According to the understood laws of aerodynamics, insects' wings are too small to lift their comparatively huge bodies. But clearly, insects do fly - which led Charles Ellington, of the university's department of zoology, to decide to pin down the answer once and for all.
First, he studied the wing motions of a hawkmoth in an air tunnel, by blowing smoke over it while it flapped its wings. Then, he built a robotic version, designed to have exactly the same wing motion, but five times larger.
The robot used four servo motors and an elaborate gearbox to drive the movements of the wings, which were made of a framework of rigid and flexible brass tubes, covered on both sides with black elastic cloth. Smoke was used to illustrate the air flow forces on photographic images.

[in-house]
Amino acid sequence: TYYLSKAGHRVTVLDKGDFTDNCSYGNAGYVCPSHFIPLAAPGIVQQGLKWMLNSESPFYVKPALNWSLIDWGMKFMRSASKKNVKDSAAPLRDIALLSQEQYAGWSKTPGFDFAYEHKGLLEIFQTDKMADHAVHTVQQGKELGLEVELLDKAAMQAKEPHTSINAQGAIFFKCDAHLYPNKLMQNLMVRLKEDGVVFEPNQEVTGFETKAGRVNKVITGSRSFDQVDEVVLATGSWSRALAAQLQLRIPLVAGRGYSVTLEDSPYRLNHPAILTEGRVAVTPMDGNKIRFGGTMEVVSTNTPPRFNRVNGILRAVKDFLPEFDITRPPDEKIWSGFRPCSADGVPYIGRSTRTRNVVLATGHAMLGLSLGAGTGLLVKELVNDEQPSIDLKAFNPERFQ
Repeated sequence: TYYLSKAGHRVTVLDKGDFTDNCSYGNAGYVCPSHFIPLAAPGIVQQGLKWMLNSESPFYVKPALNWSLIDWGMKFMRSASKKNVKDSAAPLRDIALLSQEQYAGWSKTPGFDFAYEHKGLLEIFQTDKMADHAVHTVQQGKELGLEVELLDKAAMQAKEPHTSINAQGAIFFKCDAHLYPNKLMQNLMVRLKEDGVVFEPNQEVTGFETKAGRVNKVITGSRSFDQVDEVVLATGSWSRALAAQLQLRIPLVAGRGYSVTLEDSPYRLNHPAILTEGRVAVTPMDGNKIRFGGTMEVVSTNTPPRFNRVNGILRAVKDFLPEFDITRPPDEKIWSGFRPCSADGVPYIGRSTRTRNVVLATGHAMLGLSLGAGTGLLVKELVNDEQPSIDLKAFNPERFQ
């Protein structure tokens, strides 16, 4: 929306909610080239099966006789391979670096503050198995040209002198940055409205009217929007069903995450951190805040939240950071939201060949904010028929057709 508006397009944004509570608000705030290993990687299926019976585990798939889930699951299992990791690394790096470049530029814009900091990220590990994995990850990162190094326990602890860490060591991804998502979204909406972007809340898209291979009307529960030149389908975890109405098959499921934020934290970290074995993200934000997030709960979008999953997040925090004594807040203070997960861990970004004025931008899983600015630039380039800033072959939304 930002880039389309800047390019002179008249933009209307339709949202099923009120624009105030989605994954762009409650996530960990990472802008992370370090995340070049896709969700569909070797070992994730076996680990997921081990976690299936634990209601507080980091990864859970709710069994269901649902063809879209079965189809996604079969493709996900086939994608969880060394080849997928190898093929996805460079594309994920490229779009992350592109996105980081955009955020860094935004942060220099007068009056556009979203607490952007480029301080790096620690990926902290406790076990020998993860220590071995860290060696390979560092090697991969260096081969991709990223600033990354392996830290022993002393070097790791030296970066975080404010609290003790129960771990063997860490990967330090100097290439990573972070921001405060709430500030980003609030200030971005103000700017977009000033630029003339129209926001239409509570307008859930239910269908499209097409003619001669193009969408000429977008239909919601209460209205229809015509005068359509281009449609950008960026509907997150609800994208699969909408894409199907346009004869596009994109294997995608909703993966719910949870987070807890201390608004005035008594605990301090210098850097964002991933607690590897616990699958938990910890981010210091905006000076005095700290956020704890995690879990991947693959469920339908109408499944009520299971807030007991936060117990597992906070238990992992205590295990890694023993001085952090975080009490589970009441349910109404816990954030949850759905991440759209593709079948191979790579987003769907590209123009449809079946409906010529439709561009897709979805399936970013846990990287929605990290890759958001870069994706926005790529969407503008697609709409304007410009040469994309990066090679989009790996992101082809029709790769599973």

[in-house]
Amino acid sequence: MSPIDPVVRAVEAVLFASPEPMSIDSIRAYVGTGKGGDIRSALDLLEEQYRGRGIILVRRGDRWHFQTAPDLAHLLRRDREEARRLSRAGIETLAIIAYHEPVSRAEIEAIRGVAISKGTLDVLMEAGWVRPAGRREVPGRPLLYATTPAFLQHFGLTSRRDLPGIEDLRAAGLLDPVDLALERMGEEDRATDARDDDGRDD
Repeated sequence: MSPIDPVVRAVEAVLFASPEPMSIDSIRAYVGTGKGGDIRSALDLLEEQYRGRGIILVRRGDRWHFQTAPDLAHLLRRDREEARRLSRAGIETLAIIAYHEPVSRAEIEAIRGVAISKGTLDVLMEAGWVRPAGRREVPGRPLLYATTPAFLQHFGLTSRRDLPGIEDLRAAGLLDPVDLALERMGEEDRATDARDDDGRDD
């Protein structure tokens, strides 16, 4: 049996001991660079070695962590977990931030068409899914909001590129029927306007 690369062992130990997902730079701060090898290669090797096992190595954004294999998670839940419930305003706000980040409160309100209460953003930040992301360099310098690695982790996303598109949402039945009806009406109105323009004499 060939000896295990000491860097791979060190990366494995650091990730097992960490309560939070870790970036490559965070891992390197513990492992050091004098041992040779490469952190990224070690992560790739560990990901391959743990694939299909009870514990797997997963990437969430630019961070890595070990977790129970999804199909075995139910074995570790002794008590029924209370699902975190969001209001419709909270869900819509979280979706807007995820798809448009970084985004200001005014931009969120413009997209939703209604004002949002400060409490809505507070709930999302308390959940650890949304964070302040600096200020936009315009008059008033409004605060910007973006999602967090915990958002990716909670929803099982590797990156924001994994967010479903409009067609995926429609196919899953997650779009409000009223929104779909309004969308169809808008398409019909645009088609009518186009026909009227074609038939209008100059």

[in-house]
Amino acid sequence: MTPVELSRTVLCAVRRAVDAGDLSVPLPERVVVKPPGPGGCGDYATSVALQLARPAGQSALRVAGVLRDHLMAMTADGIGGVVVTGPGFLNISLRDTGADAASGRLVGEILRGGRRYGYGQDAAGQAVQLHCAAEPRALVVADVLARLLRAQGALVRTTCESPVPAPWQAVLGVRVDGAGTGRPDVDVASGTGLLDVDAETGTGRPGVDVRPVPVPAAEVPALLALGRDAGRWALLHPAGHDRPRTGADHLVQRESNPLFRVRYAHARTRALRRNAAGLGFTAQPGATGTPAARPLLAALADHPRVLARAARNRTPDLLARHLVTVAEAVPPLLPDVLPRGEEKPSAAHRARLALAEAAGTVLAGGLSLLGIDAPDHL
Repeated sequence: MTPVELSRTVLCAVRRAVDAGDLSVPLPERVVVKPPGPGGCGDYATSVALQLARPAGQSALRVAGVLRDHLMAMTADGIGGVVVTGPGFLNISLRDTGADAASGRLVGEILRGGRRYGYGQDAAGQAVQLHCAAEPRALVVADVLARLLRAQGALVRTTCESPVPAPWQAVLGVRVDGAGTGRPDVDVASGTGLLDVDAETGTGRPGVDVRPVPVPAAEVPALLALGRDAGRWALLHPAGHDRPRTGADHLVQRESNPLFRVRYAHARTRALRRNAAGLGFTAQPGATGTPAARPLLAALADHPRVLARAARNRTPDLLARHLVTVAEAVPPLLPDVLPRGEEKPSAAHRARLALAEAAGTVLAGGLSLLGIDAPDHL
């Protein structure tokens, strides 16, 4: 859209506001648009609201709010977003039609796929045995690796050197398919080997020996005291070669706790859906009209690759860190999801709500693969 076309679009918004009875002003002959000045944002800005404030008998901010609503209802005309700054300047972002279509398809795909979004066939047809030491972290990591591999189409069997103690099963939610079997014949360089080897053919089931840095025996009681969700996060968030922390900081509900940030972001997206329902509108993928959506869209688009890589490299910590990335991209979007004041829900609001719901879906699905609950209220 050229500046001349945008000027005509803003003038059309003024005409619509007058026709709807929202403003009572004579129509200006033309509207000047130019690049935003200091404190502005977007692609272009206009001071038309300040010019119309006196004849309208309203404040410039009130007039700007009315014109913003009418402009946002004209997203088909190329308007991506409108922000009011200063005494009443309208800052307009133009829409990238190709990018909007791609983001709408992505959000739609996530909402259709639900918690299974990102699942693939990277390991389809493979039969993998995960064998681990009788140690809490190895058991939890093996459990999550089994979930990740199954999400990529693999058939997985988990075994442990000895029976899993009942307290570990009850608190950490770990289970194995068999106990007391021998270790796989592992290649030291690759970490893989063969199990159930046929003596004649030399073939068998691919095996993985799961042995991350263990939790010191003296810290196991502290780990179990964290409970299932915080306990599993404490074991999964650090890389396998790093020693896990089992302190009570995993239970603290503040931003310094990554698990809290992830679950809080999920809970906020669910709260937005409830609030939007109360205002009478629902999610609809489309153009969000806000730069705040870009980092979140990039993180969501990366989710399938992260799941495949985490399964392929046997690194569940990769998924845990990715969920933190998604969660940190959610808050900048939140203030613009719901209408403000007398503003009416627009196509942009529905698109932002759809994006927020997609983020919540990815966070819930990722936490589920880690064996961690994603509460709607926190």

Scientists had previously thought that the missing link in the aerodynamic equation - the extra lift required to keep an insect aloft - might be generated by "rotational lift", through the twirling of the wings as they flap.
But Professor Ellington reports today in the science journal Nature that the extra lift needed to keep the moth aloft is generated during the wings' downstroke, when a spiral vortex of air travels across the leading edge of the wing, from base to tip. The vortex, a region of swirling air, creates a region of low pressure which sucks the wing upwards - creating lift.
The vortices form a complex pattern of loops and spirals which spin away from the wings. Just as one vortex dies out - which would lead to stalling, and cause an earthward plunge - another begins at the body, reinforcing the lift. Professor Ellington called the process of flying by this method "dynamic stalling": "This is so unlike what we had expected all along that this is a shock, really."
The findings could probably be applied to helicopter and propeller design, as those also use vortices to create lift. "It's something we are going to start looking at," the professor said. "It's a way to get something like two or three times more lift."Reuse content